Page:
You’ve just written the perfect blog post, but here comes the hard part: the title. In just a few words, the title should convince people to read your article. Google cuts off the title at about 60 characters, so that’s not a lot of room for wordsmithing. It’s even worse when you’re a content strategist like me: I have to produce hundreds of tech blog titles for posts I don’t even write. The titles I write often guide the writer as much as the reader. So it’s crucial that I write titles that describe the content accurately and tell the reader how it will help them.
While there are tons of helpful resources for writing good titles, few are geared towards tech blog posts. Many tech blog post readers are looking for serious, authoritative content. Click baity titles and techniques like “power words” will turn these readers off. Instead you’ll need to write a clear, descriptive title that grabs the reader’s attention. That’s not easy in under 60 characters.
That’s why I decided to share my word bank. I’ve written thousands of blog post titles both as a writer for tech startups and in my current freelance role as a content strategist. Through my work, I’ve developed this useful word bank. Not only is it full of useful words, but also example titles and information on how to use them.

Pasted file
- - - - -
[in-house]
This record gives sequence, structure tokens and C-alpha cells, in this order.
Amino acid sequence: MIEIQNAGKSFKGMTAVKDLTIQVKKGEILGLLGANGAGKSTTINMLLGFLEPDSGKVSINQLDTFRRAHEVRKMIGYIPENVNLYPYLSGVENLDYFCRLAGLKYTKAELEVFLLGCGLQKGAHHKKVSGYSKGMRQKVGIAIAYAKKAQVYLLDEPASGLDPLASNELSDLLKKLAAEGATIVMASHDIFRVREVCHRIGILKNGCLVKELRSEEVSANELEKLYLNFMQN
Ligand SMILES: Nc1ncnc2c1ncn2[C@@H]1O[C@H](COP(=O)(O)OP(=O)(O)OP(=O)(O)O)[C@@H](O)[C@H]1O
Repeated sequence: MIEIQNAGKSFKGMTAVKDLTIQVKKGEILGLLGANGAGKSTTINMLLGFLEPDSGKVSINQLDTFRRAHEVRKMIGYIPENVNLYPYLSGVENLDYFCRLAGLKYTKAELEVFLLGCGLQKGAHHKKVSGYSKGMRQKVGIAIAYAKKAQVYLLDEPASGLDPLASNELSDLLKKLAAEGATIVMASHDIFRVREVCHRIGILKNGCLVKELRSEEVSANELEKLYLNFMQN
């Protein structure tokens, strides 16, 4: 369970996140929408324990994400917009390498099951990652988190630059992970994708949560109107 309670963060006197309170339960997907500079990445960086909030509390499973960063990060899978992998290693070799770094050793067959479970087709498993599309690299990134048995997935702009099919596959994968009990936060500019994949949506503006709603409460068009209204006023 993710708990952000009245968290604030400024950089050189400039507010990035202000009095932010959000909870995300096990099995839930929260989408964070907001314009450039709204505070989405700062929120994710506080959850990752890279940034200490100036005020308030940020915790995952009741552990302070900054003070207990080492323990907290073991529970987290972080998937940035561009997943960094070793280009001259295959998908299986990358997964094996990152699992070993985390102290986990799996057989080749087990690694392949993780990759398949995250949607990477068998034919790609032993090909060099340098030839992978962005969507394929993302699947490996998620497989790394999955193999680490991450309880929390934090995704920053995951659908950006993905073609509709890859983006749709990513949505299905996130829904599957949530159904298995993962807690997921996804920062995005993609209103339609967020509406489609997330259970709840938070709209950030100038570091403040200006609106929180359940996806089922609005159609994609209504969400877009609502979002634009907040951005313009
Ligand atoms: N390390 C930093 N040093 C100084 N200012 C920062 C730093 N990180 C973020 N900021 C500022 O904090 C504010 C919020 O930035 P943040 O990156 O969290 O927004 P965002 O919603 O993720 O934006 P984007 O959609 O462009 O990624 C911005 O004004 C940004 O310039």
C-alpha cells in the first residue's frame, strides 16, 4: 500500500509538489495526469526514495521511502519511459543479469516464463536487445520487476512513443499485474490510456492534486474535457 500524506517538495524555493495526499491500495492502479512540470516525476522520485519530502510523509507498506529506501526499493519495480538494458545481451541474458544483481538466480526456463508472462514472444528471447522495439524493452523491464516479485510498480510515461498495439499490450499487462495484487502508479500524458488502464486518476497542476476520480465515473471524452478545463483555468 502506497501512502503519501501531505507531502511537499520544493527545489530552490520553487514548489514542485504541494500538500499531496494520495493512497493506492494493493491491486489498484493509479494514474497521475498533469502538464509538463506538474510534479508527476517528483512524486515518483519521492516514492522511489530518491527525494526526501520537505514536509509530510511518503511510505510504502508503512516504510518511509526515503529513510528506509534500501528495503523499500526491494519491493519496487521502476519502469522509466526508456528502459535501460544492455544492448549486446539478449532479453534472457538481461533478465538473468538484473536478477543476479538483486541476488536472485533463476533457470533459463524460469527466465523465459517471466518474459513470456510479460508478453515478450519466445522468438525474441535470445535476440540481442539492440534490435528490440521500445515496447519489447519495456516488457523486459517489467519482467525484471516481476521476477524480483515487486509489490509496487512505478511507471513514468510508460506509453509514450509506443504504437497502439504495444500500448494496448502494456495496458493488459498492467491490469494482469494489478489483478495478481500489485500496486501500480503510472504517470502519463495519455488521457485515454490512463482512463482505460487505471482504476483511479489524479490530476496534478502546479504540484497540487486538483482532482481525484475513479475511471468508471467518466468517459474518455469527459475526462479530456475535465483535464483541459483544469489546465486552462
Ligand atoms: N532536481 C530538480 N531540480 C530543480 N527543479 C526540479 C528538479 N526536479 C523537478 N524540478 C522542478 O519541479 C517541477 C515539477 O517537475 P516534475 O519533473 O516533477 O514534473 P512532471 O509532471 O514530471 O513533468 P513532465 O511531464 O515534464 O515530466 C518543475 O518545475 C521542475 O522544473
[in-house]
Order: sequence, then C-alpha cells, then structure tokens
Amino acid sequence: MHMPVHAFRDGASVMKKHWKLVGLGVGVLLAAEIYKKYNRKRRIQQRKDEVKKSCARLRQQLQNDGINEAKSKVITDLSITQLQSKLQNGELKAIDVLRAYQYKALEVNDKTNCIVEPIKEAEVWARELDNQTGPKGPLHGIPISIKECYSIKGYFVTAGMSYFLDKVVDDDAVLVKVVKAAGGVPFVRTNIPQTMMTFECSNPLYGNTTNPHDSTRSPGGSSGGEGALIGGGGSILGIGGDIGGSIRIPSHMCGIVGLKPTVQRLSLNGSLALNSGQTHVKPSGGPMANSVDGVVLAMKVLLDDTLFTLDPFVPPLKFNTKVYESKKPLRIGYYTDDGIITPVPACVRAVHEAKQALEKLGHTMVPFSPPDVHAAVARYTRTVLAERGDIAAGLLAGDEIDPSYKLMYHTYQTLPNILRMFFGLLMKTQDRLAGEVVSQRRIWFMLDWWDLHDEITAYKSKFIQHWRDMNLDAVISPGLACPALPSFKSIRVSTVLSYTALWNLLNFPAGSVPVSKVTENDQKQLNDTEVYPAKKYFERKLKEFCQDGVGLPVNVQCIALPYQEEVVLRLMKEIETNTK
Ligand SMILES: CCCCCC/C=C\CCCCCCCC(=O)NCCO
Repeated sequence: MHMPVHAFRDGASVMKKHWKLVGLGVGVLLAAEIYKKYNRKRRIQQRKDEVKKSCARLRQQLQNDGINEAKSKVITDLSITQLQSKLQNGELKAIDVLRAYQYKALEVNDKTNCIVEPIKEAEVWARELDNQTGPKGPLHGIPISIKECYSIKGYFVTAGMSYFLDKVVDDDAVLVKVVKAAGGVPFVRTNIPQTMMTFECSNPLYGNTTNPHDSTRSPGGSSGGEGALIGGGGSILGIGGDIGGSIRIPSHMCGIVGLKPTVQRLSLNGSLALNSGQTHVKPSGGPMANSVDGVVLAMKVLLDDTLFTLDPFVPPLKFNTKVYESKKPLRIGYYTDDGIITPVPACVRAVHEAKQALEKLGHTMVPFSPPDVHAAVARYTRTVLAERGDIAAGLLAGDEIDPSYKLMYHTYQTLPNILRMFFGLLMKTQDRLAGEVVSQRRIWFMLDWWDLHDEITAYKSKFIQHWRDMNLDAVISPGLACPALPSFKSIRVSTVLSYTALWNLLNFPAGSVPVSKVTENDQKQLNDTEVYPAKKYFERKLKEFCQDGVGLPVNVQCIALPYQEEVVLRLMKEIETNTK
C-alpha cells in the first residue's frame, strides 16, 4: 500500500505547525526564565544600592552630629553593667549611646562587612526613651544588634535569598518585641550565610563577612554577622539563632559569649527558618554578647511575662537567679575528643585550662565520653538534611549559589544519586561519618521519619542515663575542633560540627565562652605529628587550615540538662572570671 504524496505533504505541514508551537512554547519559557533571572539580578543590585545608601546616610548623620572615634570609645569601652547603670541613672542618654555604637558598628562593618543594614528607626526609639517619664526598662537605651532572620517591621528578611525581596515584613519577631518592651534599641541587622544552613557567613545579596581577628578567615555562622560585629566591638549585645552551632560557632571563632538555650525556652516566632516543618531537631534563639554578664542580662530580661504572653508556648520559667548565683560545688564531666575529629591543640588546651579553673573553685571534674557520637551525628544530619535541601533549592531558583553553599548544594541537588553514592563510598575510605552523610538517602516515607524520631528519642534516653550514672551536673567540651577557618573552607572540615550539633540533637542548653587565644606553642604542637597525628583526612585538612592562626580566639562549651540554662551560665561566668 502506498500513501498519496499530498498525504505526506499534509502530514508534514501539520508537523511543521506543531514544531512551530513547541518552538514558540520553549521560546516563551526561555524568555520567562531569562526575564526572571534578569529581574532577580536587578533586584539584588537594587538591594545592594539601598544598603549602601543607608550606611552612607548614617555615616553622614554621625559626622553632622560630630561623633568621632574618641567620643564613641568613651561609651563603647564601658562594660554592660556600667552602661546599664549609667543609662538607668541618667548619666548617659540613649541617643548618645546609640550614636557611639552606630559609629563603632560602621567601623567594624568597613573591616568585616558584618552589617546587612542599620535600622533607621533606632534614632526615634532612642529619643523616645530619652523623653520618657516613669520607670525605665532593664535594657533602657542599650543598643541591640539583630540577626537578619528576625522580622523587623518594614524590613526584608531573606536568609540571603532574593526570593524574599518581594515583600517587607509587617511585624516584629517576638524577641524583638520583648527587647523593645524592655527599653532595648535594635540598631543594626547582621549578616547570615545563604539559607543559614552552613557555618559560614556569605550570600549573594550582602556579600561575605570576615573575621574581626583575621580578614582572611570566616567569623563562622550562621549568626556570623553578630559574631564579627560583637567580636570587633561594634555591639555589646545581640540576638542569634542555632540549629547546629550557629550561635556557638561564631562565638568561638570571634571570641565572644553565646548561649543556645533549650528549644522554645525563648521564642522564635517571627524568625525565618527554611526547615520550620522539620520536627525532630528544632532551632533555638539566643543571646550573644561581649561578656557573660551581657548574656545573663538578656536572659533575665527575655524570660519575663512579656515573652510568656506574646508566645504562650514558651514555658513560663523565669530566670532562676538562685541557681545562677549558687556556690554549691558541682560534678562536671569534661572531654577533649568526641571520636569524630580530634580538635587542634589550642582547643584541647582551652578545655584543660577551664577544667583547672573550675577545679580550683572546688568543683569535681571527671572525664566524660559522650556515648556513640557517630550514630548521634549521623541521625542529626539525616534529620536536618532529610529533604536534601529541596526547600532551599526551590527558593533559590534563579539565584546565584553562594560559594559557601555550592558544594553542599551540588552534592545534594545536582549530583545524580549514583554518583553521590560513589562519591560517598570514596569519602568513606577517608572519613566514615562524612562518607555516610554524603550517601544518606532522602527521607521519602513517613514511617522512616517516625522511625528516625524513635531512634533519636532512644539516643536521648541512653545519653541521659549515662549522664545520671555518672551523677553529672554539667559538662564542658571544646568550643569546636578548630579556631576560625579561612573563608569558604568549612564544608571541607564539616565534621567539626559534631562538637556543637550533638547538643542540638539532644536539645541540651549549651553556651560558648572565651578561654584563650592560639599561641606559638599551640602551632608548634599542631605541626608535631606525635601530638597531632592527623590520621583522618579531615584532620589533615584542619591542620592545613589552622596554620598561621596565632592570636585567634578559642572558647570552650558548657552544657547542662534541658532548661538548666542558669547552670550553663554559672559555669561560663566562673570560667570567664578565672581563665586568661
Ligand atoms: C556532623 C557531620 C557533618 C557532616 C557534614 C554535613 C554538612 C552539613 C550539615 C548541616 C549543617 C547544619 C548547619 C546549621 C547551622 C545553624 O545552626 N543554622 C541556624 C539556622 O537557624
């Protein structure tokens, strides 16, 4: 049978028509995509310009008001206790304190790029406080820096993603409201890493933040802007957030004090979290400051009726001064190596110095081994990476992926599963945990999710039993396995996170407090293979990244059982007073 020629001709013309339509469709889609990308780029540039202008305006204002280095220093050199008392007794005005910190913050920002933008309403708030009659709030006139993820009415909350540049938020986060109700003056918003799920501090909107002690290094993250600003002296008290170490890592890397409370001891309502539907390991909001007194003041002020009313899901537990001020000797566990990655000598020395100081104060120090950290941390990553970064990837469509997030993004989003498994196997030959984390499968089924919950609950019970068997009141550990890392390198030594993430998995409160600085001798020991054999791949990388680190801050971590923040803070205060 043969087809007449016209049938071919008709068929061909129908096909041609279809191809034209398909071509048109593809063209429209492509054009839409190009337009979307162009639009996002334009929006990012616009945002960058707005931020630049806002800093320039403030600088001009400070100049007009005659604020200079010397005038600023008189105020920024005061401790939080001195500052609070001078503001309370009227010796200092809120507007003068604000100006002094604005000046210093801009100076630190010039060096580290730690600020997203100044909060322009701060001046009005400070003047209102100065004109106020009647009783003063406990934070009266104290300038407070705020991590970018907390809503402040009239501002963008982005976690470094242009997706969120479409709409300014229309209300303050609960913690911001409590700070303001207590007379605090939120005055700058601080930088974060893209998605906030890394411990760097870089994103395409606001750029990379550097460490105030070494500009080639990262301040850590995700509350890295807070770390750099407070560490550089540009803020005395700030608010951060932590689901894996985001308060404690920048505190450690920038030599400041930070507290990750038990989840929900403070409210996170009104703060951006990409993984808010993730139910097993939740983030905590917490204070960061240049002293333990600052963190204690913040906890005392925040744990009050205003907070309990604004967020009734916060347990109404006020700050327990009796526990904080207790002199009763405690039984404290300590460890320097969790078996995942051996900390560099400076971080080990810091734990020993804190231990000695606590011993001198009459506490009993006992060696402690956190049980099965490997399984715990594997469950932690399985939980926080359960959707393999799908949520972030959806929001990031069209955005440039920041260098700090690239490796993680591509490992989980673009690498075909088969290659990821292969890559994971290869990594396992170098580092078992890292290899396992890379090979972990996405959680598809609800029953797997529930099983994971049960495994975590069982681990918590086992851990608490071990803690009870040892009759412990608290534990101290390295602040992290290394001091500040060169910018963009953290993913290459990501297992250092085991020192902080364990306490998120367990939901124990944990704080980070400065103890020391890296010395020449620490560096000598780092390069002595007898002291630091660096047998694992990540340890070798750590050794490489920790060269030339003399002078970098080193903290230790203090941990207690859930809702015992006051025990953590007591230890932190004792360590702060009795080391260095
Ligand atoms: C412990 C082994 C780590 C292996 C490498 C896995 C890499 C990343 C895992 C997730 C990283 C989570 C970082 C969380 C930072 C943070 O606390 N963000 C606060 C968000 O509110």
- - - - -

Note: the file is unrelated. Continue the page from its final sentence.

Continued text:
The Tech Blog Title Word Bank
- This word bank is presented as an AirTable, which allows you to filter and sort the words easily.
- The usage column tells you how to use each word
- Action: These words tell the reader they’ll get to do some action if they read your post. Useful for how-to guides and tutorials.
- Description: These help describe the content so the user knows what exactly it is and who it’s for.
- Attraction: Grabs the reader’s attention, tells them that this blog post is worth clicking on.
- The example titles are for an imaginary library called Spiffy.js and are meant to demonstrate a usage of each word
How to use the Word Bank
- Copy the word bank so you can make your own edits
- Open up the full size view
- Click “Use this data” in the upper right corner
- Read the word bank, remove any words you don’t find useful
- As you do keyword research, add any interesting and effective words you find
- Practice writing your own examples
- Use Airtable filter and sort to find words that match your needs
- Only use words that describe the content accurately
- Use the word bank to write 3-5 potential titles and then choose the one you find most accurate and compelling
The only downside of having your own copy is that I regularly update this table and you won’t get these updates automatically. Join my mailing list and I’ll let you know when I update: